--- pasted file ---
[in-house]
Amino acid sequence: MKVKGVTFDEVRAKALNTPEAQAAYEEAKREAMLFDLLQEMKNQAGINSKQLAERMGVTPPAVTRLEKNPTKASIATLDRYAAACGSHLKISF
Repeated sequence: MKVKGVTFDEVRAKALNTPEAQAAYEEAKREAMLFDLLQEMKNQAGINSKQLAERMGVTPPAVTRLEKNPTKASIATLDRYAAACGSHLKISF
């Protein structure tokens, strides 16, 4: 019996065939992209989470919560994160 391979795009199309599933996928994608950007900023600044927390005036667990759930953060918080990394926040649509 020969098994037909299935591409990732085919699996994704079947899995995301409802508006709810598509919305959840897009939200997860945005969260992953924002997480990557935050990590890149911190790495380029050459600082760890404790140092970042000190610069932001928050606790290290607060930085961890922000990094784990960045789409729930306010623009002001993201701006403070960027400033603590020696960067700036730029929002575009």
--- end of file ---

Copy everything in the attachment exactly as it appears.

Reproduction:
[in-house]
Amino acid sequence: MKVKGVTFDEVRAKALNTPEAQAAYEEAKREAMLFDLLQEMKNQAGINSKQLAERMGVTPPAVTRLEKNPTKASIATLDRYAAACGSHLKISF
Repeated sequence: MKVKGVTFDEVRAKALNTPEAQAAYEEAKREAMLFDLLQEMKNQAGINSKQLAERMGVTPPAVTRLEKNPTKASIATLDRYAAACGSHLKISF
């Protein structure tokens, strides 16, 4: 019996065939992209989470919560994160 391979795009199309599933996928994608950007900023600044927390005036667990759930953060918080990394926040649509 020969098994037909299935591409990732085919699996994704079947899995995301409802508006709810598509919305959840897009939200997860945005969260992953924002997480990557935050990590890149911190790495380029050459600082760890404790140092970042000190610069932001928050606790290290607060930085961890922000990094784990960045789409729930306010623009002001993201701006403070960027400033603590020696960067700036730029929002575009």